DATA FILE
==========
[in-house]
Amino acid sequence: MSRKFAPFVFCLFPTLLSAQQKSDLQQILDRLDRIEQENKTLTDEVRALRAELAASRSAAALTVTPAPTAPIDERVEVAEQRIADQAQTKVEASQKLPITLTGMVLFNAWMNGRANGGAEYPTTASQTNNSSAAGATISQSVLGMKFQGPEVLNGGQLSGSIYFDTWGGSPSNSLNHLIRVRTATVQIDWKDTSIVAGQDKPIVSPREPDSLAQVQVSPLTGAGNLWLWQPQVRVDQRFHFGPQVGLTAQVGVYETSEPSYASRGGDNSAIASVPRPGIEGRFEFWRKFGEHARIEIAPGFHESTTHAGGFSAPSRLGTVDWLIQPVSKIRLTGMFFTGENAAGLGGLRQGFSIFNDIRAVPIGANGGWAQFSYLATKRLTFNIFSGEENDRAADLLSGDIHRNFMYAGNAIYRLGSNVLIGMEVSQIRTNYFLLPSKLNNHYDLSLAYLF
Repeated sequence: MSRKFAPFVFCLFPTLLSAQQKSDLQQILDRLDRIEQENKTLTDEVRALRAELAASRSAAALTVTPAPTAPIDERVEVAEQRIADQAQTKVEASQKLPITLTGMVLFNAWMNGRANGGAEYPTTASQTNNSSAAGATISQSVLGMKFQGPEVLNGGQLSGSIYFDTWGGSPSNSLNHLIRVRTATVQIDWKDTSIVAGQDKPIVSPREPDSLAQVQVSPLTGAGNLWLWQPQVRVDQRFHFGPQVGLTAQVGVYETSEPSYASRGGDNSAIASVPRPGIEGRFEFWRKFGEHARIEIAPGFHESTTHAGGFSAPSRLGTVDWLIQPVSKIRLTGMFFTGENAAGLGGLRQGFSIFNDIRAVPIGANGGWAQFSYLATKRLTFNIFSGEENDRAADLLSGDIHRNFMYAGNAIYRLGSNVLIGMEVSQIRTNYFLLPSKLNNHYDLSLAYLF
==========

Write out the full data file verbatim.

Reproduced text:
[in-house]
Amino acid sequence: MSRKFAPFVFCLFPTLLSAQQKSDLQQILDRLDRIEQENKTLTDEVRALRAELAASRSAAALTVTPAPTAPIDERVEVAEQRIADQAQTKVEASQKLPITLTGMVLFNAWMNGRANGGAEYPTTASQTNNSSAAGATISQSVLGMKFQGPEVLNGGQLSGSIYFDTWGGSPSNSLNHLIRVRTATVQIDWKDTSIVAGQDKPIVSPREPDSLAQVQVSPLTGAGNLWLWQPQVRVDQRFHFGPQVGLTAQVGVYETSEPSYASRGGDNSAIASVPRPGIEGRFEFWRKFGEHARIEIAPGFHESTTHAGGFSAPSRLGTVDWLIQPVSKIRLTGMFFTGENAAGLGGLRQGFSIFNDIRAVPIGANGGWAQFSYLATKRLTFNIFSGEENDRAADLLSGDIHRNFMYAGNAIYRLGSNVLIGMEVSQIRTNYFLLPSKLNNHYDLSLAYLF
Repeated sequence: MSRKFAPFVFCLFPTLLSAQQKSDLQQILDRLDRIEQENKTLTDEVRALRAELAASRSAAALTVTPAPTAPIDERVEVAEQRIADQAQTKVEASQKLPITLTGMVLFNAWMNGRANGGAEYPTTASQTNNSSAAGATISQSVLGMKFQGPEVLNGGQLSGSIYFDTWGGSPSNSLNHLIRVRTATVQIDWKDTSIVAGQDKPIVSPREPDSLAQVQVSPLTGAGNLWLWQPQVRVDQRFHFGPQVGLTAQVGVYETSEPSYASRGGDNSAIASVPRPGIEGRFEFWRKFGEHARIEIAPGFHESTTHAGGFSAPSRLGTVDWLIQPVSKIRLTGMFFTGENAAGLGGLRQGFSIFNDIRAVPIGANGGWAQFSYLATKRLTFNIFSGEENDRAADLLSGDIHRNFMYAGNAIYRLGSNVLIGMEVSQIRTNYFLLPSKLNNHYDLSLAYLF